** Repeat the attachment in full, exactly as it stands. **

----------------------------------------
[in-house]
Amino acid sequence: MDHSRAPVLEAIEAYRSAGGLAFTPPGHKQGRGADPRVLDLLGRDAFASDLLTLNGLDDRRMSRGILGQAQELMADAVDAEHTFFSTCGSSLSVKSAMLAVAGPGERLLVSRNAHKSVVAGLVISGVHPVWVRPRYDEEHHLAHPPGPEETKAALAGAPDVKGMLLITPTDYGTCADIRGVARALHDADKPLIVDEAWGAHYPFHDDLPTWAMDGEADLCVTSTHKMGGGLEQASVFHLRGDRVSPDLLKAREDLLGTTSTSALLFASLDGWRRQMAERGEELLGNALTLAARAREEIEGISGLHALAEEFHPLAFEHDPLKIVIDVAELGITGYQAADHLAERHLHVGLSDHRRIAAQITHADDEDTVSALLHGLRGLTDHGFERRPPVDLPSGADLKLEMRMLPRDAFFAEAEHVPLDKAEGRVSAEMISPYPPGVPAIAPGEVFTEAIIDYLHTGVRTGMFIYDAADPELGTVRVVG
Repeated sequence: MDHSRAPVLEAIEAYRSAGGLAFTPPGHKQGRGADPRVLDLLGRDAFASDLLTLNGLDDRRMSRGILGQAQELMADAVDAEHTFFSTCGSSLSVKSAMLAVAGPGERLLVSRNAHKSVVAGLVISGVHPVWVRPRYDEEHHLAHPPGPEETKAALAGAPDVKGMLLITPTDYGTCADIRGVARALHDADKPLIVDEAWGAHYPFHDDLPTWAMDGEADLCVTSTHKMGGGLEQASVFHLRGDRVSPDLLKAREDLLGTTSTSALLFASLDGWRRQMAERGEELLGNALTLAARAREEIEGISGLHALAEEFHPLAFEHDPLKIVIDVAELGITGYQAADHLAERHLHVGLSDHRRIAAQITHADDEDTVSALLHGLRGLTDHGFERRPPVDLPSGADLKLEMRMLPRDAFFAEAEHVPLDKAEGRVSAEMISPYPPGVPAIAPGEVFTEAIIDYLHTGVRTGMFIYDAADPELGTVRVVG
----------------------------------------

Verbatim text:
[in-house]
Amino acid sequence: MDHSRAPVLEAIEAYRSAGGLAFTPPGHKQGRGADPRVLDLLGRDAFASDLLTLNGLDDRRMSRGILGQAQELMADAVDAEHTFFSTCGSSLSVKSAMLAVAGPGERLLVSRNAHKSVVAGLVISGVHPVWVRPRYDEEHHLAHPPGPEETKAALAGAPDVKGMLLITPTDYGTCADIRGVARALHDADKPLIVDEAWGAHYPFHDDLPTWAMDGEADLCVTSTHKMGGGLEQASVFHLRGDRVSPDLLKAREDLLGTTSTSALLFASLDGWRRQMAERGEELLGNALTLAARAREEIEGISGLHALAEEFHPLAFEHDPLKIVIDVAELGITGYQAADHLAERHLHVGLSDHRRIAAQITHADDEDTVSALLHGLRGLTDHGFERRPPVDLPSGADLKLEMRMLPRDAFFAEAEHVPLDKAEGRVSAEMISPYPPGVPAIAPGEVFTEAIIDYLHTGVRTGMFIYDAADPELGTVRVVG
Repeated sequence: MDHSRAPVLEAIEAYRSAGGLAFTPPGHKQGRGADPRVLDLLGRDAFASDLLTLNGLDDRRMSRGILGQAQELMADAVDAEHTFFSTCGSSLSVKSAMLAVAGPGERLLVSRNAHKSVVAGLVISGVHPVWVRPRYDEEHHLAHPPGPEETKAALAGAPDVKGMLLITPTDYGTCADIRGVARALHDADKPLIVDEAWGAHYPFHDDLPTWAMDGEADLCVTSTHKMGGGLEQASVFHLRGDRVSPDLLKAREDLLGTTSTSALLFASLDGWRRQMAERGEELLGNALTLAARAREEIEGISGLHALAEEFHPLAFEHDPLKIVIDVAELGITGYQAADHLAERHLHVGLSDHRRIAAQITHADDEDTVSALLHGLRGLTDHGFERRPPVDLPSGADLKLEMRMLPRDAFFAEAEHVPLDKAEGRVSAEMISPYPPGVPAIAPGEVFTEAIIDYLHTGVRTGMFIYDAADPELGTVRVVG